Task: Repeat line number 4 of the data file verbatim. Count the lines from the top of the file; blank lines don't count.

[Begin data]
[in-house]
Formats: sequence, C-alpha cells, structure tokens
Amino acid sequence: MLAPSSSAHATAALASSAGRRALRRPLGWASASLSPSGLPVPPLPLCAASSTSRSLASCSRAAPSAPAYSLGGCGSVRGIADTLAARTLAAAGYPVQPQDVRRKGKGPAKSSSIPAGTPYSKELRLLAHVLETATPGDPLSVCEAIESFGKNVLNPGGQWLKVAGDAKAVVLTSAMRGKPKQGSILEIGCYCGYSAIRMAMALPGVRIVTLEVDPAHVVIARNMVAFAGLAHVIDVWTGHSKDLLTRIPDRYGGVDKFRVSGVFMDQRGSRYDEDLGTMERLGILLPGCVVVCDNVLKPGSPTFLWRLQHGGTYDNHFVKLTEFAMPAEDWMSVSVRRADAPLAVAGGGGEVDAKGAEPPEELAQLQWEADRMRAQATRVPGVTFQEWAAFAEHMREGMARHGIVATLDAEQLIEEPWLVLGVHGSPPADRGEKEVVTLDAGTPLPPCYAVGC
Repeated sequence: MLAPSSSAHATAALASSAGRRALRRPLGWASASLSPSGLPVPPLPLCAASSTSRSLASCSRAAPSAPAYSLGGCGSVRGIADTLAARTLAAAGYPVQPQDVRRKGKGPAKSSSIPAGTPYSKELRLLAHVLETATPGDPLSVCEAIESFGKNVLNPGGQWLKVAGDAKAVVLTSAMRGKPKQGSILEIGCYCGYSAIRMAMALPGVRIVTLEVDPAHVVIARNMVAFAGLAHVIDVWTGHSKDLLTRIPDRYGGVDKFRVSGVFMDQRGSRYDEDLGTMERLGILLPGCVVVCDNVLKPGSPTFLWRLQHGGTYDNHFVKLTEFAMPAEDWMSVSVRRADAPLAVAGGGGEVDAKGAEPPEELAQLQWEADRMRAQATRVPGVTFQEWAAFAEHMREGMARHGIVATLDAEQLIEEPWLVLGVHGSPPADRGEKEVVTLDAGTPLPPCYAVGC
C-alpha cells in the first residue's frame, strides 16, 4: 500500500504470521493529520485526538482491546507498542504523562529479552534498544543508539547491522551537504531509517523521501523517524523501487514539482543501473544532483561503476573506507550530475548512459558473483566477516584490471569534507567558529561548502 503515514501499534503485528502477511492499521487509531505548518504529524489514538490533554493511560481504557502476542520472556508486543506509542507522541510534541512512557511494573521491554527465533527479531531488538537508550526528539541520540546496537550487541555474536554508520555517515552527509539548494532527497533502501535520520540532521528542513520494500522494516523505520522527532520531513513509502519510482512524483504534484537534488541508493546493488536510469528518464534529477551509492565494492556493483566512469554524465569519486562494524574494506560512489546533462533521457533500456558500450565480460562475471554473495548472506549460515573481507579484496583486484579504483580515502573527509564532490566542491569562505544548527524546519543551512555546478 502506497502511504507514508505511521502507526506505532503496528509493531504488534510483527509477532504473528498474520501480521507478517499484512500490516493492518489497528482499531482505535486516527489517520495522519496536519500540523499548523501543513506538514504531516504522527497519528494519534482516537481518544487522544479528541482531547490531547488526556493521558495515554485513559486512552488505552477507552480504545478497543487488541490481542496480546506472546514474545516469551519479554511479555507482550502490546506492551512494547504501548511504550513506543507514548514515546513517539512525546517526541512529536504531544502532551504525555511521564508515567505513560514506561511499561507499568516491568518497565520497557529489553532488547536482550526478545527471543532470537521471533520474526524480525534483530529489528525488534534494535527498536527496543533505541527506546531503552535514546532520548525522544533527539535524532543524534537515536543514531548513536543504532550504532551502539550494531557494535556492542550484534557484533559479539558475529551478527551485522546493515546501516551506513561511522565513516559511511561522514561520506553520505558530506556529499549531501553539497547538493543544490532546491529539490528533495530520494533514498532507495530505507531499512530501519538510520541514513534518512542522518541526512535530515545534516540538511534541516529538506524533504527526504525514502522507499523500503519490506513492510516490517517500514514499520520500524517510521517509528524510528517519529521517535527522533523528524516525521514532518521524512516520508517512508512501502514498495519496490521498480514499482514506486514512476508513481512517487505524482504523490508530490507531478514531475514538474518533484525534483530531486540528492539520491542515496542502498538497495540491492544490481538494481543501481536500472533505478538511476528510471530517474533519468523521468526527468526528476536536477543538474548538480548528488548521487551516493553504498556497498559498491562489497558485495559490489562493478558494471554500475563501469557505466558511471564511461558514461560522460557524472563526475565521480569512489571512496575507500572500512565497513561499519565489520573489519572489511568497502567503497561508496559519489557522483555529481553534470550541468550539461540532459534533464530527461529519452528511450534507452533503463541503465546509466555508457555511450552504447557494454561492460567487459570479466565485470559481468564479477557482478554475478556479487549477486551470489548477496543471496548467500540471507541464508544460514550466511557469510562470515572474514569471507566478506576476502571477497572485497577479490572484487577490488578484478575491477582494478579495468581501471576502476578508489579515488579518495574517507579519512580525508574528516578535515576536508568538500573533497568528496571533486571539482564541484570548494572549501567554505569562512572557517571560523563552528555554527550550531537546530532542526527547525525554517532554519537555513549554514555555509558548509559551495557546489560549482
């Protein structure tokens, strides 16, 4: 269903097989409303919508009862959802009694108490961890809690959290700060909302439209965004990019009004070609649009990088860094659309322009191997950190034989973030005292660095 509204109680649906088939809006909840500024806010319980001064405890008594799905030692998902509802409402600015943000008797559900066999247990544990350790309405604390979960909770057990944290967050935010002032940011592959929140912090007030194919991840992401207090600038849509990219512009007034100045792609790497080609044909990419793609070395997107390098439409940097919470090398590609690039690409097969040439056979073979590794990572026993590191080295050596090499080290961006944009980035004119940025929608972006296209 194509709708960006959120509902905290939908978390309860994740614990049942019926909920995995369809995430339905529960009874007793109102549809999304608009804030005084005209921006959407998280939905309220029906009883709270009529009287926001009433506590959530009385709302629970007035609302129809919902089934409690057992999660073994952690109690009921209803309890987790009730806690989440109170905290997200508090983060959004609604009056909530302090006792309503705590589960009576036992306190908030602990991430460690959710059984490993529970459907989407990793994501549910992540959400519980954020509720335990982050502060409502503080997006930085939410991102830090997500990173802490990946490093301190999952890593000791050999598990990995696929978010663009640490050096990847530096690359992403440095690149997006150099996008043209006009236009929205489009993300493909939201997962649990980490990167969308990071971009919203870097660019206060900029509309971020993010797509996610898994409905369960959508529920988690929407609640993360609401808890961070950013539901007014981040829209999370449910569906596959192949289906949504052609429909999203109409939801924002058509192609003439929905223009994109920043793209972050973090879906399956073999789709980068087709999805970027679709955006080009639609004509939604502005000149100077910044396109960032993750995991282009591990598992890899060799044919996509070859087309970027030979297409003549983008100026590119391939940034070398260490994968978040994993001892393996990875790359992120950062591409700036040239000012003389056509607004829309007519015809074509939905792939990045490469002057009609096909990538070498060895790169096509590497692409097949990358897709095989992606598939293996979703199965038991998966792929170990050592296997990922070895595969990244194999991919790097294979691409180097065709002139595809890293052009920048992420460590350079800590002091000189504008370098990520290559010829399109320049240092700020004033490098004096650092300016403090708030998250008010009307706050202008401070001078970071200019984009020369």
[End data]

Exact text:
Repeated sequence: MLAPSSSAHATAALASSAGRRALRRPLGWASASLSPSGLPVPPLPLCAASSTSRSLASCSRAAPSAPAYSLGGCGSVRGIADTLAARTLAAAGYPVQPQDVRRKGKGPAKSSSIPAGTPYSKELRLLAHVLETATPGDPLSVCEAIESFGKNVLNPGGQWLKVAGDAKAVVLTSAMRGKPKQGSILEIGCYCGYSAIRMAMALPGVRIVTLEVDPAHVVIARNMVAFAGLAHVIDVWTGHSKDLLTRIPDRYGGVDKFRVSGVFMDQRGSRYDEDLGTMERLGILLPGCVVVCDNVLKPGSPTFLWRLQHGGTYDNHFVKLTEFAMPAEDWMSVSVRRADAPLAVAGGGGEVDAKGAEPPEELAQLQWEADRMRAQATRVPGVTFQEWAAFAEHMREGMARHGIVATLDAEQLIEEPWLVLGVHGSPPADRGEKEVVTLDAGTPLPPCYAVGC